Last week was a pretty busy week for Harmonix Studios. The design team best known for their development of the Guitar Hero and Rock Band franchises launched three new tracks for Rock Band 3 last week, nearly two years since their last DLC update.
While the tracks themselves were from established and popular bands (Foo Fighters, Arctic Monkeys, Avenged Sevenfold) they weren’t exactly long absent tracks or chart burners. The timing of the release begged the question, why? Harmonix had ceremoniously pulled the curtain on their weekly DLC outings for Rock Band back in 2013, with the highly appropriate American Pie as their plastic instrument swan song.
So why after two years are they suddenly dipping their toes in the water?
Easy answer, new consoles are out and there is a gap in the plastic instrument music space. This theory holds water as Harmonix issued a voluntary survey to its mailing subscribers and the public asking about what they want to see in a new Rock Band. Topics ranged from importance of DLC, bundling of instruments, to online play and a career mode. There’s not much tea leaf reading required on this one. Harmonix wants to make a new one, they just need to find the right opportunity.
After making some fairly well received motion controlled games in their Dance Central series and to a lesser extent, last year’s Fantasia, Harmonix is probably itching to get back into what they do best. Creating note charts for popular music.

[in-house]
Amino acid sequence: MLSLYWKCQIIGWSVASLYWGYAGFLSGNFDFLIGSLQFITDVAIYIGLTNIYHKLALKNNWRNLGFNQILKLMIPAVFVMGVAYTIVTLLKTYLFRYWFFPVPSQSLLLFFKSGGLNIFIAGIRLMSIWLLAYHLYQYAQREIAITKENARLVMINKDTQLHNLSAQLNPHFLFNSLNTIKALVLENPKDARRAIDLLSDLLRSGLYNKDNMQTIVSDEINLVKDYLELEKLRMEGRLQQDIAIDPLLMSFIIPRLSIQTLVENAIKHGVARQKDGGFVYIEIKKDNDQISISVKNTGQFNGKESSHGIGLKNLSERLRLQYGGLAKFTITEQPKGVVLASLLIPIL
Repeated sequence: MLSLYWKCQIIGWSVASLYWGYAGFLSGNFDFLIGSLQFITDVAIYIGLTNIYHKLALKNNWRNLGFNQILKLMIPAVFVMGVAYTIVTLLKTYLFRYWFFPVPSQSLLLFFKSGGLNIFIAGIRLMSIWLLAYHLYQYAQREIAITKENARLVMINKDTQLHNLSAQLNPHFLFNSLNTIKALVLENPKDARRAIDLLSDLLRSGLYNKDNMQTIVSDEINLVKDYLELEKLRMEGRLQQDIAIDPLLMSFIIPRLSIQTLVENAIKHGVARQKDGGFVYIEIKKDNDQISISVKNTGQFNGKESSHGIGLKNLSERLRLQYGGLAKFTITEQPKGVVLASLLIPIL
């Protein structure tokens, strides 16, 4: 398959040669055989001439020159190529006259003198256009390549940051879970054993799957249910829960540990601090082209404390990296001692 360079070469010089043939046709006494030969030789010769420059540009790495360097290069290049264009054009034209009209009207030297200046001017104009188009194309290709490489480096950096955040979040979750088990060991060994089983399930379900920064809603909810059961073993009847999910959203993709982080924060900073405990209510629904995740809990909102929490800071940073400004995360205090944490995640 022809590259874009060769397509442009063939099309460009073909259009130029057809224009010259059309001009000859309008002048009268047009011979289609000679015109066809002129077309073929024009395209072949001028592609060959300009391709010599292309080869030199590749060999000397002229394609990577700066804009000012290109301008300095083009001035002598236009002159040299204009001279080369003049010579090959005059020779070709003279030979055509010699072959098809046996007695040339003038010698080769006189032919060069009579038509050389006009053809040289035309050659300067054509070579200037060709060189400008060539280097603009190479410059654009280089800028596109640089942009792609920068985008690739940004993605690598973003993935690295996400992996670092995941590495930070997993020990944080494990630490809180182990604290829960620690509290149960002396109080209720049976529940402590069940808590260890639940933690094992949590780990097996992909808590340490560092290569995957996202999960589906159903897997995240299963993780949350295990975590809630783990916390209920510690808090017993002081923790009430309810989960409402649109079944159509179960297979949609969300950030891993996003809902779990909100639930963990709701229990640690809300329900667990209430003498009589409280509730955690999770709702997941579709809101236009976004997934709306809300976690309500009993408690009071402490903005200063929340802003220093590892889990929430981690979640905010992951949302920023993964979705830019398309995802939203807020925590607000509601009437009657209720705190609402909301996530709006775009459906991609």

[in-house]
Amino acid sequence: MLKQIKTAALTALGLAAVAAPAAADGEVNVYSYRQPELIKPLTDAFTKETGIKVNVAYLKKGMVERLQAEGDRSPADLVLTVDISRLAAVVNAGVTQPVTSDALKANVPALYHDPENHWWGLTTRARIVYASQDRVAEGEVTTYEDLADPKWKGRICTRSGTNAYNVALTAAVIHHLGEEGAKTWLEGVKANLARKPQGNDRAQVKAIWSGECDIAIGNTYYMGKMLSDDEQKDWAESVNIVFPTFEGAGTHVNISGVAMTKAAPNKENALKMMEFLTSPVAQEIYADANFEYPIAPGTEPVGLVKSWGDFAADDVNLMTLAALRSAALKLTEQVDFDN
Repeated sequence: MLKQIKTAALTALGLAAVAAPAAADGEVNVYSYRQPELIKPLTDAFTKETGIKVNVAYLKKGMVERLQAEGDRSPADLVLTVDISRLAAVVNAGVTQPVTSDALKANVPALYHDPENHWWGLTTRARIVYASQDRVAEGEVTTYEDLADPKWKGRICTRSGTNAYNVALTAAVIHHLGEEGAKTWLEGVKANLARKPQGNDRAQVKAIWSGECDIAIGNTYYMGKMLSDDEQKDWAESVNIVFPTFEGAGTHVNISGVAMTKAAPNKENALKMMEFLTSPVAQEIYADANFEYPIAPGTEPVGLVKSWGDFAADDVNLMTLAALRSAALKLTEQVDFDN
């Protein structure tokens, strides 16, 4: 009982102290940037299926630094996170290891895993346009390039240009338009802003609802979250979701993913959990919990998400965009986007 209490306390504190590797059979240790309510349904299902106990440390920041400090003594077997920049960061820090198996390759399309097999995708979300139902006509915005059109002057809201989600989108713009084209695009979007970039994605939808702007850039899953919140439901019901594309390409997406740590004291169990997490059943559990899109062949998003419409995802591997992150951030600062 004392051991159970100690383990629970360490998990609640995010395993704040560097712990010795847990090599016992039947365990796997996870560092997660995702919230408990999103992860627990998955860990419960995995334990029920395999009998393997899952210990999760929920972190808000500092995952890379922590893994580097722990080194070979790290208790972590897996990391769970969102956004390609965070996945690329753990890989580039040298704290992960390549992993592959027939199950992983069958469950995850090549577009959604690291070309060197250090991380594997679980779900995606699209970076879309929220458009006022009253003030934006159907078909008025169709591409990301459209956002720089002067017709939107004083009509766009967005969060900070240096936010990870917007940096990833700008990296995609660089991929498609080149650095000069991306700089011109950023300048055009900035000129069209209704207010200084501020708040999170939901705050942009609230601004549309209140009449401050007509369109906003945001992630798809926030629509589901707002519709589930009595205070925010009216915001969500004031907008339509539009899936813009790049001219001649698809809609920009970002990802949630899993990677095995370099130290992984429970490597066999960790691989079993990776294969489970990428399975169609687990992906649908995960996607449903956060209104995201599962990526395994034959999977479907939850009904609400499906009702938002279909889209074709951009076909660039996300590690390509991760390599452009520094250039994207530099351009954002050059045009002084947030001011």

Harmonix is in an interesting situation where they have such a overwhelmingly positive relationship with both Sony and Microsoft. With Microsoft, they designed the aforementioned and critically acclaimed Dance Central games and with Sony they are set to bring back their cult favorite Amplitude thanks to a short Kickstarter campaign (even though that game got delayed until Summer). Rock Band proved to be a huge financial boon to publisher Electronic Arts but quickly fizzled out thank to saturation in its competition.
Truth be told, those plastic instruments were a chore to maintain and took up a ton of space in any den. Between Rock Band and Guitar Hero I have six guitars, two drum sets and two microphones all occupying space in my closet. And I never purchased any additional guitars after the original Rock Band.
But Rock Band was my jam. Something about playing Boston online at 3 AM with my headphones on was surreal. Forming a band out of strangers, getting your friends over to play the random assortment of downloaded tracks in my library, Rock Band was a pure experience that has never been replicated. Where Guitar Hero excelled in competitive music gaming, Rock Band brought individuals together in a performance.
And honestly, that is what music is all about.